Armstrong asks federal court for restraining order against USADA
Seven-time Tour de France champion Lance Armstrong filed a lawsuit Monday in Federal District Court to stop U.S. Anti-Doping Agency (USADA) officials from pushing forward with doping charges against him.
The legal move, coming in Armstrong’s hometown, claims USADA rules are a violation of his constitutional right to a fair trial and that USADA lacks jurisdiction in his specific case.
Armstrong, who has denied ever using performance-enhancing drugs, also claims that USADA chief executive Travis Tygart is pursuing a personal vendetta upon Armstrong, who won the Tour de France from 1999 through 2005.
Armstrong could be stripped of his Tour de France triumphs and banned from the sport for life if convicted.
“It is a testament to USADA’s brazenness and callous disregard for its own mission that it seeks to strip Mr. Armstrong of his life’s work,” Armstrong’s attorneys said in the lawsuit. “The process (USADA) seek to force upon Lance Armstrong is not a fair process and truth is not its goal.”
Armstrong wants a federal judge to prohibit USADA pushing its case to an arbitration hearing panel, the next step in procedures that could lead to the case being settled by the Court of Arbitration for Sport. He asked that an injunction against USADA be filed by Saturday, the deadline for Armstrong to challenge USADA’s charges through arbitration or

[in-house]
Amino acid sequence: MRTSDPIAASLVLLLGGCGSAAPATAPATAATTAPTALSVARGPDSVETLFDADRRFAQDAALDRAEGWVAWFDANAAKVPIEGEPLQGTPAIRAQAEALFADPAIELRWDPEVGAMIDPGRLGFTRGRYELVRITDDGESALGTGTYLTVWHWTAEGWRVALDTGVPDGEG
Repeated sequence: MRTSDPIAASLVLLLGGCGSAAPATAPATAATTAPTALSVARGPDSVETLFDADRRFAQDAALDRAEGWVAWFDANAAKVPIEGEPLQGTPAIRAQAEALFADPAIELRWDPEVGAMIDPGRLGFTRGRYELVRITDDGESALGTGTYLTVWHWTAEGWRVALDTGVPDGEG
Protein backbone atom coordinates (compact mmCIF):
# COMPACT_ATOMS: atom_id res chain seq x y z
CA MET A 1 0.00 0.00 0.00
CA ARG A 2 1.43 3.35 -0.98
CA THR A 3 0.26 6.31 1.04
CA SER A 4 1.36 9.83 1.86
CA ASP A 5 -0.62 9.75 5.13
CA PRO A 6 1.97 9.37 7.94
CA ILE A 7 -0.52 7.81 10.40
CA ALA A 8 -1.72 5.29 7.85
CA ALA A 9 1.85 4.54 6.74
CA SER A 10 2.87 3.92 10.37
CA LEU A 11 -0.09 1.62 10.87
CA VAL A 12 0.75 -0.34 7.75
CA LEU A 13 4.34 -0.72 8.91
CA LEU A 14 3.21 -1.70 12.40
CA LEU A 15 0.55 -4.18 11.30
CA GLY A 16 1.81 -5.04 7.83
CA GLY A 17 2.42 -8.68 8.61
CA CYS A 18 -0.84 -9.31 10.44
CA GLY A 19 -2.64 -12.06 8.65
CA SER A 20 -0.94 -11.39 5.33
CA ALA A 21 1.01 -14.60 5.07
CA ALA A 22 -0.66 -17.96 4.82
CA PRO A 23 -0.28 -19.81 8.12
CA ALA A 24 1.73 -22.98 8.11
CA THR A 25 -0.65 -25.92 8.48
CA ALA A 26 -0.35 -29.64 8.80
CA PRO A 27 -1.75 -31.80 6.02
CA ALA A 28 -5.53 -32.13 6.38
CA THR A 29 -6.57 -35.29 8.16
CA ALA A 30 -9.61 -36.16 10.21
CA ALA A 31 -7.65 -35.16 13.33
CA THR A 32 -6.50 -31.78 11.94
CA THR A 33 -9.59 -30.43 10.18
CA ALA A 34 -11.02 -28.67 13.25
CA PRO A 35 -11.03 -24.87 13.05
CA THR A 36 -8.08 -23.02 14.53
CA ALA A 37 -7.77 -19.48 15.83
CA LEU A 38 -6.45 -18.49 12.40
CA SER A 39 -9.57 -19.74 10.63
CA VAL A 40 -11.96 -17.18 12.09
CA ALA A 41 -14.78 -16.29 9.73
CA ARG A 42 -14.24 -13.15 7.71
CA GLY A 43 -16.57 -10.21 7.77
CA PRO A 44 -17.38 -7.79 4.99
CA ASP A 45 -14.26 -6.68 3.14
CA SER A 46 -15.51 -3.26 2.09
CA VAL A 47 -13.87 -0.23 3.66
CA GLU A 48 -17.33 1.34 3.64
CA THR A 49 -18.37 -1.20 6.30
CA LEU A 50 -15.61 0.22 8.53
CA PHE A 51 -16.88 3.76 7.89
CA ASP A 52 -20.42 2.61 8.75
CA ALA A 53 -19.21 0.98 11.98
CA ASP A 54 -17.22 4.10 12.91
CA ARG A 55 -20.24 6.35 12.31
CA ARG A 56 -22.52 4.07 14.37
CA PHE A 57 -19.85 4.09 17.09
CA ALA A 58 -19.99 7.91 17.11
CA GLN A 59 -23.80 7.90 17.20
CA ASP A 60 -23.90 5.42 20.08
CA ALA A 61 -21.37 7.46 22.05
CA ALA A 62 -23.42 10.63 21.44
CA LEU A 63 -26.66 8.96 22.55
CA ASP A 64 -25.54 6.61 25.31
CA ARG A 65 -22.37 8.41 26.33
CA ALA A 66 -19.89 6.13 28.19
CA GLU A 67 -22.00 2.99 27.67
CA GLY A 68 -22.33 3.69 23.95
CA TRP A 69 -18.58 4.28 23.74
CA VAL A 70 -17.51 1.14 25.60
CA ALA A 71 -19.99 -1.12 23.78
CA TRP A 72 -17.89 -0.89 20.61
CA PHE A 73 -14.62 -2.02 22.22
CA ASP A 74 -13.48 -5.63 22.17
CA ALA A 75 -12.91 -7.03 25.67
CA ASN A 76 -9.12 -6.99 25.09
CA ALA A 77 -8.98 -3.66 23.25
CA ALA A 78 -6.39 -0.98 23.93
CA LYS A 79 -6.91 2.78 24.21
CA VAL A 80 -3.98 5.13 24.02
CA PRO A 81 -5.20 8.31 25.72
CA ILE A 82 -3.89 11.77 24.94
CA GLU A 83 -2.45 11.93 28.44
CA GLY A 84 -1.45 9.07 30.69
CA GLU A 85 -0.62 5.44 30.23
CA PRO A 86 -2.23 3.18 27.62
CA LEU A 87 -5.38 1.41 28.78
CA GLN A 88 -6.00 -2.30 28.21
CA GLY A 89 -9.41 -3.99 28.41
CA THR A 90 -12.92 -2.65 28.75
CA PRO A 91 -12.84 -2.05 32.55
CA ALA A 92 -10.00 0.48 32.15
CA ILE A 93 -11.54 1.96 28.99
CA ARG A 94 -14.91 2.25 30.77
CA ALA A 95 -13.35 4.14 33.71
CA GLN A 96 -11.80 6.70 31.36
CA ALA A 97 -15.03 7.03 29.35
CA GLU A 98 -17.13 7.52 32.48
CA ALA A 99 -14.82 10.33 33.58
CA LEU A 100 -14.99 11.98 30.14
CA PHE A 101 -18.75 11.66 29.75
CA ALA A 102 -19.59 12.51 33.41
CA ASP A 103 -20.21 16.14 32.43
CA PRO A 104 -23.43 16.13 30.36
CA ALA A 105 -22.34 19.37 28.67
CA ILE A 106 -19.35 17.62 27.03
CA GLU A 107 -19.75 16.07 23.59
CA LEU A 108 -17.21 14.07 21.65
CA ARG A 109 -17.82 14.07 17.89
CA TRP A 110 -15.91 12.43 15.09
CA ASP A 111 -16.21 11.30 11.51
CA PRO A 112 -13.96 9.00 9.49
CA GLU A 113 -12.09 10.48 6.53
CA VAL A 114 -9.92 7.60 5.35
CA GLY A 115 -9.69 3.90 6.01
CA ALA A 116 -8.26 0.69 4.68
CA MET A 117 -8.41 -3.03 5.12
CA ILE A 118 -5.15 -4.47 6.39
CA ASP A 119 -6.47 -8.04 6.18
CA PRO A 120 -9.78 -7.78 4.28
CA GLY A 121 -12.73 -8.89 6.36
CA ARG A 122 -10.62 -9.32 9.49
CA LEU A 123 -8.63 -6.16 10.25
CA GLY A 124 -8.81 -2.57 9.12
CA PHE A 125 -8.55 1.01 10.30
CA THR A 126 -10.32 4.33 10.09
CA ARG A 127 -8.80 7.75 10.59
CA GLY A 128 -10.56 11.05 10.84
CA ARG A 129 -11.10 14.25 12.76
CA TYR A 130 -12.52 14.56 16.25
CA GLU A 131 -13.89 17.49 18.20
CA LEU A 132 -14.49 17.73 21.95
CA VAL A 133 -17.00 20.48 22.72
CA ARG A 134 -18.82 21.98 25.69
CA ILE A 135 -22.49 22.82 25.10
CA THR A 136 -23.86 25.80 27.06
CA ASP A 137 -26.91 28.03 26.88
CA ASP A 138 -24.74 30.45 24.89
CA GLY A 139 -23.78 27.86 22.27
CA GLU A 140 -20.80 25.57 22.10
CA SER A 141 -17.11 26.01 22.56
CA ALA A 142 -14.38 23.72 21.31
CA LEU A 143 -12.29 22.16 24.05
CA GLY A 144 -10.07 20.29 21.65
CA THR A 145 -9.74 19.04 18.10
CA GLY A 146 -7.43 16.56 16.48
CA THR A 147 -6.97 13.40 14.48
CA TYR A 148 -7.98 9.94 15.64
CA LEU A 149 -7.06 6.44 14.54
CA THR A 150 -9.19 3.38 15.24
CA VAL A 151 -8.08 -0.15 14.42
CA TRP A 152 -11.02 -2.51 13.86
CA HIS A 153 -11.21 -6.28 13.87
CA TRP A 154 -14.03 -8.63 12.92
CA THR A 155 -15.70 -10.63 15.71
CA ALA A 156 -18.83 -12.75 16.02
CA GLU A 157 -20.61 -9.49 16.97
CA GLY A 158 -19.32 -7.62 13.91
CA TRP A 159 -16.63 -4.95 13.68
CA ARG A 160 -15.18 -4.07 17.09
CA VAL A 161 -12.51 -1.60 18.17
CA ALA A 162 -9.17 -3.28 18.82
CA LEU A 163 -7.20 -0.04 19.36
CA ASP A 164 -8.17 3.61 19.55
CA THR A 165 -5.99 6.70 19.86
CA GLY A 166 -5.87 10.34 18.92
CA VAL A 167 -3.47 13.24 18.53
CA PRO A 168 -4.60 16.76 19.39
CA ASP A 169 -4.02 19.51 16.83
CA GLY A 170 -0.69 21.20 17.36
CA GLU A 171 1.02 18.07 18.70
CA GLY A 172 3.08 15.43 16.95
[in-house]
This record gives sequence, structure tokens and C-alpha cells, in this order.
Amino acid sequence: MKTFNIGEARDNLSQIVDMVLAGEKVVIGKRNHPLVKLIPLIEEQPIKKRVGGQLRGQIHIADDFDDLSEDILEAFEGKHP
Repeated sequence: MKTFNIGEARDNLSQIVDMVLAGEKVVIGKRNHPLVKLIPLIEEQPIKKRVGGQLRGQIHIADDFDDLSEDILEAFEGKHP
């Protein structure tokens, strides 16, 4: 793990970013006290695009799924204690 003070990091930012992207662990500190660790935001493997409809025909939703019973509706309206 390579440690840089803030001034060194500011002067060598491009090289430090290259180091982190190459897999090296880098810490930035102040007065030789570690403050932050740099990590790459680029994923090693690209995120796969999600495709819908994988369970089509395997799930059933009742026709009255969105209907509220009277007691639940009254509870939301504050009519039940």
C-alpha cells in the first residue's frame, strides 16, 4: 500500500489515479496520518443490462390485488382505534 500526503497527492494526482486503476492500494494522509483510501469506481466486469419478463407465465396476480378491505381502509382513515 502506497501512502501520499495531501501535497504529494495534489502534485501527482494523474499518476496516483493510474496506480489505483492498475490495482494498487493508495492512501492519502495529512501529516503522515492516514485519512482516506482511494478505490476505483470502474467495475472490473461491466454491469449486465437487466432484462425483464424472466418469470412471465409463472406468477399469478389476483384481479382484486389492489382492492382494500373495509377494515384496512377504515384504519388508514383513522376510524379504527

Armstrong’s lawyers called USADA’s hearing procedure a “kangaroo court” and said that Armstrong would not be able to launch a proper defense against the charges under USADA rules and would face irreversible harm if USADA proceeds.
The charges against him have foiled Armstrong’s plans to participate in World Ironman triathlon events in France and Hawaii because the sanctioning body of the sport abides by rules forbidding participation by athlete facing such accusations.
Tygart, in a statement, said Armstrong’s lawsuit is part of a bid to hide the truth about his misdeeds. “USADA was built by athletes on the principles of fairness and integrity,” Tygart said. “We are confident the courts will continue to uphold the established rules which provide full constitutional due process and are designed to protect the rights of clean athletes and the integrity of sport.”
Reporting by Agence France Presse